def invoke(self, context, event):
        global running
        if not running and event.value == "PRESS":
            running = True
            return {"RUNNING_MODAL"}
        return {"PASS_THROUGH"}

If yes, I must admit I wasn’t aware Blender’s addon ecosystem is in such anarchistic condition.

Regarding a 3D View keymap already existing, how would I hook up to it correctly? Or even know that it exists? I’m sorry in case I am falling back into territory which I could well just look up myself.

Yes, you’ve got it correct. as long as you return PASS_THROUGH, blender will let your operator pass events through it without consuming them. returning RUNNING_MODAL consumes the event (and thus prevents things like viewport navigation, etc). Addons like BoxCutter use this feature to great effect, and it’s the intended use of the feature.

More or less yeah

This one is a little harder to explain because it’s not really documented and it’s one of those things you just ‘learn in the trenches’, usually after being shot multiple times. a keyconfig contains a dictionary of keymap types, it doesn’t really care how many you throw at it and so long as it’s not already identical to one that’s already in the collection it’ll continue to add them. Therefore, it’s possible to add a keymap called 3D View that is not the one that shows up in the preferences->input menu! for example- if you create a keymap called 3D View that is not in space_type VIEW_3D, or you create one with modal=True. These keymaps all have the right name but blender has no idea wtf they are or what they’re for, so it just ignores them and assumes you know what you’re doing. Working with keymaps is, unfortunately, one of the more arcane dark arts of blender addon development (if you see my post history you’ll find more than one rant on the subject).

Alrighty then. I did some testing:

        km = kc.keymaps.find(name = "3D View", space_type = "VIEW_3D", region_type = "WINDOW")
        if km is None:
            print("Adding missign 3D View keymap")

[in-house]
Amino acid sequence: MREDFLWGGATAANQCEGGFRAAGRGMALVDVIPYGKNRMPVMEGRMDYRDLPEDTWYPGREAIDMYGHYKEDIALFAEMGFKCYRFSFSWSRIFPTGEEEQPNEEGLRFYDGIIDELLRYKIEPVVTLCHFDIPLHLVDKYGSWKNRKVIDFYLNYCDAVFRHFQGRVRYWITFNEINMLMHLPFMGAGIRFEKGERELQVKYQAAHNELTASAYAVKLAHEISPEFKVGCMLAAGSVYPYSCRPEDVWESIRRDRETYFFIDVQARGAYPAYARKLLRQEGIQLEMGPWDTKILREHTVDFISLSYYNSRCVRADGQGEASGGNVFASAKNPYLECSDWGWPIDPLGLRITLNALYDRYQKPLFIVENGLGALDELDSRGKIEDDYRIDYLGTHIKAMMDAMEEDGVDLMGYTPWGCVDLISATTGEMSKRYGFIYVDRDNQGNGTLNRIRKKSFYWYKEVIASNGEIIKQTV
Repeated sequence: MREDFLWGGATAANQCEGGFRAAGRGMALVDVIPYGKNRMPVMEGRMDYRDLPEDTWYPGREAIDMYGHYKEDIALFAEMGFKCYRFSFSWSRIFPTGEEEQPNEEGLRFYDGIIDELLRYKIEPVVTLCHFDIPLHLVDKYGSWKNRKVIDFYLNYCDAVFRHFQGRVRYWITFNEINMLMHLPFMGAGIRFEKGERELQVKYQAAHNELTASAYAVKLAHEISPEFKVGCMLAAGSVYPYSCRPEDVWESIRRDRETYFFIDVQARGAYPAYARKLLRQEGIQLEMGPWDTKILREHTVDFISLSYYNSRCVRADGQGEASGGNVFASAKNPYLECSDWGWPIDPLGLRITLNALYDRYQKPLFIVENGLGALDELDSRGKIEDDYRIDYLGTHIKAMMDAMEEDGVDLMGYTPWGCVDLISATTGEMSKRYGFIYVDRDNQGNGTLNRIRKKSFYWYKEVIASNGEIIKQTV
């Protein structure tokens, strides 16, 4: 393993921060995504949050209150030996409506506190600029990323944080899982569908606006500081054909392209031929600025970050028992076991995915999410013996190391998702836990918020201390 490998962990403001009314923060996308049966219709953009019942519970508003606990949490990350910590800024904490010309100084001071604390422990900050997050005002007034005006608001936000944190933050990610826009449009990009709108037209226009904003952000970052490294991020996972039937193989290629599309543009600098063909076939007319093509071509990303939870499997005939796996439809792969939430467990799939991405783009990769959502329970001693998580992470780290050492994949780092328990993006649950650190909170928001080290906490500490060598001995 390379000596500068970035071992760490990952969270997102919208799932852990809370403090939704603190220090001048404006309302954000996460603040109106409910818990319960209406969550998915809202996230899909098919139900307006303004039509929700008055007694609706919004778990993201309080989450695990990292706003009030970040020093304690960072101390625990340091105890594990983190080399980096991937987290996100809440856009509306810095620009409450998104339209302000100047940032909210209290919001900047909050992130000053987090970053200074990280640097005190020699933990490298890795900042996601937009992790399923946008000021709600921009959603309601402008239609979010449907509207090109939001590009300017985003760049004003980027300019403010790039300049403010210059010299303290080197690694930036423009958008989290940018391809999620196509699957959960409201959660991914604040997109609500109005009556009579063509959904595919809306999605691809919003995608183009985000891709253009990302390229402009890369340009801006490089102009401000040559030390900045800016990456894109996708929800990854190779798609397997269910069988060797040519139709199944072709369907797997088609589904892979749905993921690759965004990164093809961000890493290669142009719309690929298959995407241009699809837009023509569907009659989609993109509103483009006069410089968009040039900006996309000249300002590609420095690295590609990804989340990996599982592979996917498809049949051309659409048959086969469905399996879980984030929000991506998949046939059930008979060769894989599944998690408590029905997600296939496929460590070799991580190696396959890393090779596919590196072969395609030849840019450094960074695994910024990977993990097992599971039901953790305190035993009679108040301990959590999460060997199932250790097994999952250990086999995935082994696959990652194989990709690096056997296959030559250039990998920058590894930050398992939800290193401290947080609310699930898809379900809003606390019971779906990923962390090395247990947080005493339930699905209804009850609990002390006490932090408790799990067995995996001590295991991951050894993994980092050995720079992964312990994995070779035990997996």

km = kc.keymaps.new(name = "3D View", space_type = 'VIEW_3D', region_type = 'WINDOW', modal=False)
            print("Found existing keymap")
            addedAnywayKm = kc.keymaps.new(name = "3D View", space_type = 'VIEW_3D', region_type = 'WINDOW', modal=False)
            print(km is addedAnywayKm)

km is indeed not None when I load my addon for the second time. The last print() then prints False, meaning (if I am not making false assumptions about how it works under the hood) that it is possible to add new keymaps with the same name, space_type and region_name multiple times. (Unless it replaces existing ones) So…

(1) Should I try to use find() before new() and use the returned keymap if it is not None?
(2) Should I call wm.keyconfigs.addon.remove(km) when my addon is unregistered?
(3) If I do (2), will I screw any addon which does (1)?

Thanks for sticking with me.

1- There’s more than one way to do it, and that would work, yes.
2- Definitely not. Unfortunately, Blender dumps all addon keymaps into the addon keyconfig, so if you remove the keymap you can actually break other addons. It truly is a mess.
3- See above

Alright, I’ll use find() and see if it ever causes problems. Do we know the answer to the original question though? What is the propvalue-parameter of new_modal()? I see people put in strings which look like event types or other enum values, but I can’t seem to find what they correspond to.

propvalue is the property value that shows up in the modal map enum dropdown in the input editor. think of it like an alias to a particular modal action you want to perform (honestly, this is how the entire keymap system should work IMO, but I digress)

For example, the transform modal keymap has tons of propvalues: confirm, cancel, etc: